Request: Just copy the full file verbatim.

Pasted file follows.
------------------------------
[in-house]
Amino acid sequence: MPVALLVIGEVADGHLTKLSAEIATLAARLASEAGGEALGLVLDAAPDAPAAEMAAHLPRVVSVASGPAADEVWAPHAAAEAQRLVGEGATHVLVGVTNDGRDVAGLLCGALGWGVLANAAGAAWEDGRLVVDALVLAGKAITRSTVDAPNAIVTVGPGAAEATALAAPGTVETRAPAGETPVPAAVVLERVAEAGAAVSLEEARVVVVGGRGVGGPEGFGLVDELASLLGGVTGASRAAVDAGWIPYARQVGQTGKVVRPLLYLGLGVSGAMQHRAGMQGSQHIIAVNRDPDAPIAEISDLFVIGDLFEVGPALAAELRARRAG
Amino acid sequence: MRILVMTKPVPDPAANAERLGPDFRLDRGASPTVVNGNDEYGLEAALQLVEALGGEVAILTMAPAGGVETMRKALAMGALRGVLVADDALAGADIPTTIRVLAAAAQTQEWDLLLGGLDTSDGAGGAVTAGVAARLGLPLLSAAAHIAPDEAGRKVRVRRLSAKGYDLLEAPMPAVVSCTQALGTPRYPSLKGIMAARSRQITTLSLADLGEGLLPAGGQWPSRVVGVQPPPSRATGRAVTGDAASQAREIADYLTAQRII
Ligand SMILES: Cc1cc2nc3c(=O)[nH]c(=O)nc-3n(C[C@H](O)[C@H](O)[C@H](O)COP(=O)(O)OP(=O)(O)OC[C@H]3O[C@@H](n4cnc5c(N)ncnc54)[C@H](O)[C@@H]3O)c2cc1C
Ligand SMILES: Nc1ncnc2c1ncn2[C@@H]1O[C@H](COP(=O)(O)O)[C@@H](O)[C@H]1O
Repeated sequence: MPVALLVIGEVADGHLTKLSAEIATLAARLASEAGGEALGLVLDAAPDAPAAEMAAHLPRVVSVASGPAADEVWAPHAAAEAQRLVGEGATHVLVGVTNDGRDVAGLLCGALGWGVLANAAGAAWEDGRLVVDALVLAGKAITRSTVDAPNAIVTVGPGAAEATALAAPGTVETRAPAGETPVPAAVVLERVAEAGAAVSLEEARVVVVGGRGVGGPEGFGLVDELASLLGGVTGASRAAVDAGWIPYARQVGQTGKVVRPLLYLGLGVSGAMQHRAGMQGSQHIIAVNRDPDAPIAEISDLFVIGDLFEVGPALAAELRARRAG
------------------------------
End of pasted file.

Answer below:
[in-house]
Amino acid sequence: MPVALLVIGEVADGHLTKLSAEIATLAARLASEAGGEALGLVLDAAPDAPAAEMAAHLPRVVSVASGPAADEVWAPHAAAEAQRLVGEGATHVLVGVTNDGRDVAGLLCGALGWGVLANAAGAAWEDGRLVVDALVLAGKAITRSTVDAPNAIVTVGPGAAEATALAAPGTVETRAPAGETPVPAAVVLERVAEAGAAVSLEEARVVVVGGRGVGGPEGFGLVDELASLLGGVTGASRAAVDAGWIPYARQVGQTGKVVRPLLYLGLGVSGAMQHRAGMQGSQHIIAVNRDPDAPIAEISDLFVIGDLFEVGPALAAELRARRAG
Amino acid sequence: MRILVMTKPVPDPAANAERLGPDFRLDRGASPTVVNGNDEYGLEAALQLVEALGGEVAILTMAPAGGVETMRKALAMGALRGVLVADDALAGADIPTTIRVLAAAAQTQEWDLLLGGLDTSDGAGGAVTAGVAARLGLPLLSAAAHIAPDEAGRKVRVRRLSAKGYDLLEAPMPAVVSCTQALGTPRYPSLKGIMAARSRQITTLSLADLGEGLLPAGGQWPSRVVGVQPPPSRATGRAVTGDAASQAREIADYLTAQRII
Ligand SMILES: Cc1cc2nc3c(=O)[nH]c(=O)nc-3n(C[C@H](O)[C@H](O)[C@H](O)COP(=O)(O)OP(=O)(O)OC[C@H]3O[C@@H](n4cnc5c(N)ncnc54)[C@H](O)[C@@H]3O)c2cc1C
Ligand SMILES: Nc1ncnc2c1ncn2[C@@H]1O[C@H](COP(=O)(O)O)[C@@H](O)[C@H]1O
Repeated sequence: MPVALLVIGEVADGHLTKLSAEIATLAARLASEAGGEALGLVLDAAPDAPAAEMAAHLPRVVSVASGPAADEVWAPHAAAEAQRLVGEGATHVLVGVTNDGRDVAGLLCGALGWGVLANAAGAAWEDGRLVVDALVLAGKAITRSTVDAPNAIVTVGPGAAEATALAAPGTVETRAPAGETPVPAAVVLERVAEAGAAVSLEEARVVVVGGRGVGGPEGFGLVDELASLLGGVTGASRAAVDAGWIPYARQVGQTGKVVRPLLYLGLGVSGAMQHRAGMQGSQHIIAVNRDPDAPIAEISDLFVIGDLFEVGPALAAELRARRAG